For British IT consultant Yogen Shah, India’s COVID-19 crisis is deeply personal. The pictures of people hooked up to oxygen bottles on the streets of New Delhi and patients sharing beds in overcrowded hospitals remind him of his uncle in India, who recently contracted the disease.
So Shah joined volunteers from one of Britain’s largest Hindu temples who set out to raise 500,000 pounds ($690,000) by racking up 7,600 kilometers (4,722 miles) on stationary bikes — roughly the distance from London to Delhi — in 48 hours.
“I think every single person of Indian origin will have someone affected over there,” Shah, 40, said Saturday outside the temple in northwest London. “And anywhere around the world that you have COVID, you feel for that human being, you feel for that person, whether they’re Indian origin or not.”
The ride at Shri Swaminarayan Mandir in London’s Neasden neighborhood is one of many fundraising drives taking place across the U.K. as members of the Indian diaspora seek to help India battle the raging pandemic. The British Asian Trust, a charity founded by Prince Charles, has launched an emergency appeal to buy oxygen concentrators, which can extract oxygen from the air when hospital supplies run short.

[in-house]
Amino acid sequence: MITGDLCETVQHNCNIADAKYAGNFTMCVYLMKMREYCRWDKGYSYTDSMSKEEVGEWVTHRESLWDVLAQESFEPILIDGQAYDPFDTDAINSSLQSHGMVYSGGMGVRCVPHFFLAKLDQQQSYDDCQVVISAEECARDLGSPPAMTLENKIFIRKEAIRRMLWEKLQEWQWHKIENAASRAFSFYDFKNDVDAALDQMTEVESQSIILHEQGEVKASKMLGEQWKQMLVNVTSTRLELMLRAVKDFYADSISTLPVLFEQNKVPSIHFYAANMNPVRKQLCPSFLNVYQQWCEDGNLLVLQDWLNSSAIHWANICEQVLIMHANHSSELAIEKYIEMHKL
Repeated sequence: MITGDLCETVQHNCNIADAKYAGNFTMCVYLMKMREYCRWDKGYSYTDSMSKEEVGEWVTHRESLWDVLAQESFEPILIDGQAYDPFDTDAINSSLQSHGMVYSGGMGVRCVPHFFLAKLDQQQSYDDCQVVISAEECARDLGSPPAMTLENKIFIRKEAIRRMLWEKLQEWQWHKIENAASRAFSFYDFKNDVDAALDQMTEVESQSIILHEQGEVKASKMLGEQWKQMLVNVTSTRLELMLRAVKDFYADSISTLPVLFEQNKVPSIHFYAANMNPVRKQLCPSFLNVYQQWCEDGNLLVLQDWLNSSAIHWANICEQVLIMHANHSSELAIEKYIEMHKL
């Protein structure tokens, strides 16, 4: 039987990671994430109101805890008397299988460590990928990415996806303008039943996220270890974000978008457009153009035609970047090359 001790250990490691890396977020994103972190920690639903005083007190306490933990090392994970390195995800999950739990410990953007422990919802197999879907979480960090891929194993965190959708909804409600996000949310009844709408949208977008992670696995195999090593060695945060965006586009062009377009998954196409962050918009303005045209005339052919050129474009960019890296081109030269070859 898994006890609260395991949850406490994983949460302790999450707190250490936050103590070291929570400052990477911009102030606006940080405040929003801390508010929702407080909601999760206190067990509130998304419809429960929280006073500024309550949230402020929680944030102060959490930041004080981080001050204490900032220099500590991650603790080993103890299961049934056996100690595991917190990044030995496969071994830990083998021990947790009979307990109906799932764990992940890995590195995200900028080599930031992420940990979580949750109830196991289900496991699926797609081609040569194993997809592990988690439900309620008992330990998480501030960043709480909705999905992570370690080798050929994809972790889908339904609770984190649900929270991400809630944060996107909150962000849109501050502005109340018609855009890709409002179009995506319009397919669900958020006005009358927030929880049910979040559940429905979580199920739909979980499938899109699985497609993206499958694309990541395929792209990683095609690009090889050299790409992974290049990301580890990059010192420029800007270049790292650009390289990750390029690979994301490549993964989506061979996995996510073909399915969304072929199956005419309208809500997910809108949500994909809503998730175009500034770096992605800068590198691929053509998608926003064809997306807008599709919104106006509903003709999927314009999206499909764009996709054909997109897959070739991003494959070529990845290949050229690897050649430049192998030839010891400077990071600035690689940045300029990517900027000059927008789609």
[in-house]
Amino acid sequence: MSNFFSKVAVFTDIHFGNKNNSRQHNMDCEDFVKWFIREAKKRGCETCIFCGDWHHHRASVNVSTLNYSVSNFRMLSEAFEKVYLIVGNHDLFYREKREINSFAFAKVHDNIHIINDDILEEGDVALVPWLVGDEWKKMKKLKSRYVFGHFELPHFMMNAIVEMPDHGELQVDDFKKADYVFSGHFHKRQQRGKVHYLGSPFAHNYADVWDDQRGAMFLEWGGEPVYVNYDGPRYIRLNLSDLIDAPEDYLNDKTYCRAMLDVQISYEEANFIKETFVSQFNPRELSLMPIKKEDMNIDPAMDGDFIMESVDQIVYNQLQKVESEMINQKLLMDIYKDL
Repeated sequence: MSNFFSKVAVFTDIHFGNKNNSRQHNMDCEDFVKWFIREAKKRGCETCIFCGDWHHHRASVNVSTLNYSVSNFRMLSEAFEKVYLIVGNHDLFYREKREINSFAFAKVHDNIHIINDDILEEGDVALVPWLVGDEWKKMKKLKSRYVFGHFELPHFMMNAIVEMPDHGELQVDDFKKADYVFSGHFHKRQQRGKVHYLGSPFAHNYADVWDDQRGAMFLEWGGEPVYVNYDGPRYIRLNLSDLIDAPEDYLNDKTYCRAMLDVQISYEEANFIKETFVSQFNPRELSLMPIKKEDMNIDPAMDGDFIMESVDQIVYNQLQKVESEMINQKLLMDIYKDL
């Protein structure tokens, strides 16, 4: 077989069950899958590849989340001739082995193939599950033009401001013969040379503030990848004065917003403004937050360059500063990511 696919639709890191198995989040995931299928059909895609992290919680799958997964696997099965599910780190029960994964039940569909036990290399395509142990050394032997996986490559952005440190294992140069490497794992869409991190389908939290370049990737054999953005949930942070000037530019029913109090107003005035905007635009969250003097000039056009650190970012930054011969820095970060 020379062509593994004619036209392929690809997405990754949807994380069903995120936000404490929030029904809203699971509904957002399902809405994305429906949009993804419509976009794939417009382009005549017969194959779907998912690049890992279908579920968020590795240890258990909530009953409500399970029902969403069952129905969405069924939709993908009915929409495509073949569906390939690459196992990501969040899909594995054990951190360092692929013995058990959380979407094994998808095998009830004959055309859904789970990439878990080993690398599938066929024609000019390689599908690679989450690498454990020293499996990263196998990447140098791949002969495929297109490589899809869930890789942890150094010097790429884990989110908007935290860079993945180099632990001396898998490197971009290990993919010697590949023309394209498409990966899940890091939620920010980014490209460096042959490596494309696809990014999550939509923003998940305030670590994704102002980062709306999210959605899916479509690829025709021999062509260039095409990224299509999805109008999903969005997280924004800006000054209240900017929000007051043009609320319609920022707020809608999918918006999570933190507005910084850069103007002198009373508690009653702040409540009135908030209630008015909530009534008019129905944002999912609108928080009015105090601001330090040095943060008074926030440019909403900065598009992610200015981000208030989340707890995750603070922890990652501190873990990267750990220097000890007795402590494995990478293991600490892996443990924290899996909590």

In normal times, British Indian families might respond to a crisis in the homeland by buying a plane ticket and going back to help their relatives. But these aren’t normal times for the 1.4 million people in the U.K. who have Indian roots.
Looking for a way to help, members of the Hindu temple in Neasden decided to organize a fundraiser that would be socially distanced and attract young people. They decided on the bikeathon because they also wanted to bring London and New Delhi closer together — connecting the two capitals in spirit even though most travel is barred by COVID-19 restrictions.
The need is dire, but so is the message of solidarity, said Tarun Patel, one of the organizers.
“India is starving for oxygen,’’ he said. “We need to help.’’
Organizers arranged a bank of 12 bikes in front of the temple, its domes and turrets just peaking out from scaffolding. Joining with temples in Leicester and Chigwell, they attracted 750 riders.
Each volunteer gets an hour on the bike — 50 minutes to clock up the kilometers and 10 minutes to sanitize the bike before handing it over. Each volunteer has set up a fundraising page that goes toward an overall fundraising goal.
The efforts won’t solve India’s pandemic catastrophe, but the bikers of Britain want everyone in India to know that they did their best to ride to the rescue.
“You are not alone in this fight,’’ Patel said. “We are with you. We may geographically be thousands of miles away, but we are with you.’’